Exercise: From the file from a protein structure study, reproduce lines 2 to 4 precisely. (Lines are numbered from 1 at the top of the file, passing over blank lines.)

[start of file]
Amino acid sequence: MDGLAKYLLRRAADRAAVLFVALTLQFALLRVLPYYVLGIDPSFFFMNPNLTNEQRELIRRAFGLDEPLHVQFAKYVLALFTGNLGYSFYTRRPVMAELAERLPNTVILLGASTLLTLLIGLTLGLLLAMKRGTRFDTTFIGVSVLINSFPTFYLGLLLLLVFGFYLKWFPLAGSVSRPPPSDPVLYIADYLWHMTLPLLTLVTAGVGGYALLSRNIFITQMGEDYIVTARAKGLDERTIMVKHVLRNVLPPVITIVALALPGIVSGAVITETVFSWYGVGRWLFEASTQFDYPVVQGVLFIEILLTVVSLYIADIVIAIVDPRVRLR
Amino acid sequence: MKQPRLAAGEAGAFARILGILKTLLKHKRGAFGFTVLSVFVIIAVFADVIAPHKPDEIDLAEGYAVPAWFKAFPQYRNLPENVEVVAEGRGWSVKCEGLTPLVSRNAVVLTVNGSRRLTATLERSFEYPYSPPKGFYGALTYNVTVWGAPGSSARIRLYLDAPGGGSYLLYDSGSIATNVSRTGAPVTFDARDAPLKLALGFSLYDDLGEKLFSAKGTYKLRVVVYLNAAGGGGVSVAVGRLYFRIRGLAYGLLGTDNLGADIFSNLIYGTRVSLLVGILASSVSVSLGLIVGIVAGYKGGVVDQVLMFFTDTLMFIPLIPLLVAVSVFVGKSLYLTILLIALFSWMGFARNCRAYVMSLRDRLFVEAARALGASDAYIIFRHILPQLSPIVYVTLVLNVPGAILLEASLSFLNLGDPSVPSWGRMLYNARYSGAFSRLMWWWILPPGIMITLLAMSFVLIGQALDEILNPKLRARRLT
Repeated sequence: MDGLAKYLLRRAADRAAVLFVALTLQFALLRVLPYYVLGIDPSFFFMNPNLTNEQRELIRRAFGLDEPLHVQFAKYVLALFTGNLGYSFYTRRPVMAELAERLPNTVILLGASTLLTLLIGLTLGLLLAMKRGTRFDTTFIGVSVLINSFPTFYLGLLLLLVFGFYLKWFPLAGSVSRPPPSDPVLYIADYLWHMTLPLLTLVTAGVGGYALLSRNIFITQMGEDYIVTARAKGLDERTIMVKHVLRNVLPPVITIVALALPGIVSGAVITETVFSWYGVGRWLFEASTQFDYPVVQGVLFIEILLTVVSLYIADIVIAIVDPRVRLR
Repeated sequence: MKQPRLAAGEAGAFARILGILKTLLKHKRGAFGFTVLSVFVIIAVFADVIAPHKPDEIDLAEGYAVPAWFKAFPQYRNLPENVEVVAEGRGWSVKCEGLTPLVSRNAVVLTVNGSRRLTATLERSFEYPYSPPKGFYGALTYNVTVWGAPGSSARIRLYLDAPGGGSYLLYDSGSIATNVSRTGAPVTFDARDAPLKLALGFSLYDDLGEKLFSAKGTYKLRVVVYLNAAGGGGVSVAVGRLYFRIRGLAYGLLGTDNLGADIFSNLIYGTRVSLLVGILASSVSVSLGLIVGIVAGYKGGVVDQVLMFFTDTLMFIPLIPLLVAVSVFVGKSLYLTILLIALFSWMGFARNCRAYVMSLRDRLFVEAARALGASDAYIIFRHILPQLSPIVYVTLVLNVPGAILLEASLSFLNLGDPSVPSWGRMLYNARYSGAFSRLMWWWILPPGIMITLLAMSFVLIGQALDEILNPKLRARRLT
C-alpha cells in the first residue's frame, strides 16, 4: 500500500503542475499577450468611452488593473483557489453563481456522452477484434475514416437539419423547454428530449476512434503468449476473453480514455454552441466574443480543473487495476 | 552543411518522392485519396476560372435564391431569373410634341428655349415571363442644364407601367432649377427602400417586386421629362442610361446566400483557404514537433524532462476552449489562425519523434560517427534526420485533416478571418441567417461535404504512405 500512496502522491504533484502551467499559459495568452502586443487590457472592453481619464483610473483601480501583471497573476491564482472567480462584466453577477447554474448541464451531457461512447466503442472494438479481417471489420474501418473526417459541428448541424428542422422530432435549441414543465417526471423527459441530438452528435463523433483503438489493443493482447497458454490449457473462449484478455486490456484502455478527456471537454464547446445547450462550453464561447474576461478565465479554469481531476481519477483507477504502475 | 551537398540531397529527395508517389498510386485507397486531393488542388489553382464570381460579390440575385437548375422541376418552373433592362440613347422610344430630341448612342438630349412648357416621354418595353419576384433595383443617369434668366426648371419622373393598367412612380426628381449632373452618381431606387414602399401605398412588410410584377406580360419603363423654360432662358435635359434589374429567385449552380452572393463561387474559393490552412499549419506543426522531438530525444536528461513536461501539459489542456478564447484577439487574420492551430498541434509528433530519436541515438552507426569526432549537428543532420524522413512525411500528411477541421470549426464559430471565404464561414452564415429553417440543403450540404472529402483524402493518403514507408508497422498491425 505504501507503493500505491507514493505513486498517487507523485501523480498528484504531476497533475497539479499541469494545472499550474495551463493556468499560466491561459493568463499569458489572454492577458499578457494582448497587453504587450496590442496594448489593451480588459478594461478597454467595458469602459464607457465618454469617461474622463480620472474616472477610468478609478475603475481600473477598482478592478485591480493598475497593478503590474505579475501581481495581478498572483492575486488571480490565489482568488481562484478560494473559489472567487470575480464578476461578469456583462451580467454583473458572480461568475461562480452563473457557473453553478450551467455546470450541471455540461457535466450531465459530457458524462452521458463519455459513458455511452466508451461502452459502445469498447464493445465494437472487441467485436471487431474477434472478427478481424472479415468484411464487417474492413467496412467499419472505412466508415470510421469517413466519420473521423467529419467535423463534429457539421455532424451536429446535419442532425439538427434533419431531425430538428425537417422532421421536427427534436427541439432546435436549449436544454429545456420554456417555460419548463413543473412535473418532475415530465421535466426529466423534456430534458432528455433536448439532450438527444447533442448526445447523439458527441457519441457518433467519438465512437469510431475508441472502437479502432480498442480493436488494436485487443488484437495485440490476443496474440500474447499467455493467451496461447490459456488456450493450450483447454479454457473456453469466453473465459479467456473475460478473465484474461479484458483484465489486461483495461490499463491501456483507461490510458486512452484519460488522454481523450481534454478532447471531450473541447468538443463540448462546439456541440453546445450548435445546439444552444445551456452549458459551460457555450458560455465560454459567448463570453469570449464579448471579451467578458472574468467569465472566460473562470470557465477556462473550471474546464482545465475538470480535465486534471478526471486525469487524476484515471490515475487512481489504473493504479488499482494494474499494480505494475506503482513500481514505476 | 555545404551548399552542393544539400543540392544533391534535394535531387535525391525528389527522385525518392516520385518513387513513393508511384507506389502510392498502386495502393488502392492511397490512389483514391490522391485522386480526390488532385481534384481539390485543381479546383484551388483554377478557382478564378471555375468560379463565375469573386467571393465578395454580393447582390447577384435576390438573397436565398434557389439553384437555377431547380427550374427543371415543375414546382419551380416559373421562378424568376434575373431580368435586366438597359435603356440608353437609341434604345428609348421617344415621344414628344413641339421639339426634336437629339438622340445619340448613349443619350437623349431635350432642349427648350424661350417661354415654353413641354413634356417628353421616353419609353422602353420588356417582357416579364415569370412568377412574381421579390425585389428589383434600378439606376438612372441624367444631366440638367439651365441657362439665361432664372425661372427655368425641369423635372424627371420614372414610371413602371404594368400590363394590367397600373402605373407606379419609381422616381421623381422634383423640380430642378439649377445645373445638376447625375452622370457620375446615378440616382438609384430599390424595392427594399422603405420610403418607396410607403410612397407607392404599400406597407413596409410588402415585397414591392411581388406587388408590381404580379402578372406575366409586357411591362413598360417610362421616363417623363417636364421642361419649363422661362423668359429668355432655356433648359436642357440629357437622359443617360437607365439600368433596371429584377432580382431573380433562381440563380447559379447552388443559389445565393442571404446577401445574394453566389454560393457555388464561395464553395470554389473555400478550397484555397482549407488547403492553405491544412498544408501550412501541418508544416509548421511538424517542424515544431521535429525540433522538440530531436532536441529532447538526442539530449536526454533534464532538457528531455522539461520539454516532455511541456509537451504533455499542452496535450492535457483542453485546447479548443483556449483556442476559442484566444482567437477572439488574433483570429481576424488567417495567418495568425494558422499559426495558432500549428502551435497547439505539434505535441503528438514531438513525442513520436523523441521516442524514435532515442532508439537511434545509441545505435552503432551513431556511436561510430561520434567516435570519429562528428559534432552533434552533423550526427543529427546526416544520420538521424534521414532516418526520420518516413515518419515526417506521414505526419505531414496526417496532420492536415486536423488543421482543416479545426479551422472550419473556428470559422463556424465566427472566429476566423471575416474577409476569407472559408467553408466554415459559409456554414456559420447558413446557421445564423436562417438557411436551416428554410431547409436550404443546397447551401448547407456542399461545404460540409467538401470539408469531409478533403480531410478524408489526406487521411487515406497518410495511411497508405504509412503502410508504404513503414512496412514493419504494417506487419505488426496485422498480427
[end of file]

Amino acid sequence: MKQPRLAAGEAGAFARILGILKTLLKHKRGAFGFTVLSVFVIIAVFADVIAPHKPDEIDLAEGYAVPAWFKAFPQYRNLPENVEVVAEGRGWSVKCEGLTPLVSRNAVVLTVNGSRRLTATLERSFEYPYSPPKGFYGALTYNVTVWGAPGSSARIRLYLDAPGGGSYLLYDSGSIATNVSRTGAPVTFDARDAPLKLALGFSLYDDLGEKLFSAKGTYKLRVVVYLNAAGGGGVSVAVGRLYFRIRGLAYGLLGTDNLGADIFSNLIYGTRVSLLVGILASSVSVSLGLIVGIVAGYKGGVVDQVLMFFTDTLMFIPLIPLLVAVSVFVGKSLYLTILLIALFSWMGFARNCRAYVMSLRDRLFVEAARALGASDAYIIFRHILPQLSPIVYVTLVLNVPGAILLEASLSFLNLGDPSVPSWGRMLYNARYSGAFSRLMWWWILPPGIMITLLAMSFVLIGQALDEILNPKLRARRLT
Repeated sequence: MDGLAKYLLRRAADRAAVLFVALTLQFALLRVLPYYVLGIDPSFFFMNPNLTNEQRELIRRAFGLDEPLHVQFAKYVLALFTGNLGYSFYTRRPVMAELAERLPNTVILLGASTLLTLLIGLTLGLLLAMKRGTRFDTTFIGVSVLINSFPTFYLGLLLLLVFGFYLKWFPLAGSVSRPPPSDPVLYIADYLWHMTLPLLTLVTAGVGGYALLSRNIFITQMGEDYIVTARAKGLDERTIMVKHVLRNVLPPVITIVALALPGIVSGAVITETVFSWYGVGRWLFEASTQFDYPVVQGVLFIEILLTVVSLYIADIVIAIVDPRVRLR
Repeated sequence: MKQPRLAAGEAGAFARILGILKTLLKHKRGAFGFTVLSVFVIIAVFADVIAPHKPDEIDLAEGYAVPAWFKAFPQYRNLPENVEVVAEGRGWSVKCEGLTPLVSRNAVVLTVNGSRRLTATLERSFEYPYSPPKGFYGALTYNVTVWGAPGSSARIRLYLDAPGGGSYLLYDSGSIATNVSRTGAPVTFDARDAPLKLALGFSLYDDLGEKLFSAKGTYKLRVVVYLNAAGGGGVSVAVGRLYFRIRGLAYGLLGTDNLGADIFSNLIYGTRVSLLVGILASSVSVSLGLIVGIVAGYKGGVVDQVLMFFTDTLMFIPLIPLLVAVSVFVGKSLYLTILLIALFSWMGFARNCRAYVMSLRDRLFVEAARALGASDAYIIFRHILPQLSPIVYVTLVLNVPGAILLEASLSFLNLGDPSVPSWGRMLYNARYSGAFSRLMWWWILPPGIMITLLAMSFVLIGQALDEILNPKLRARRLT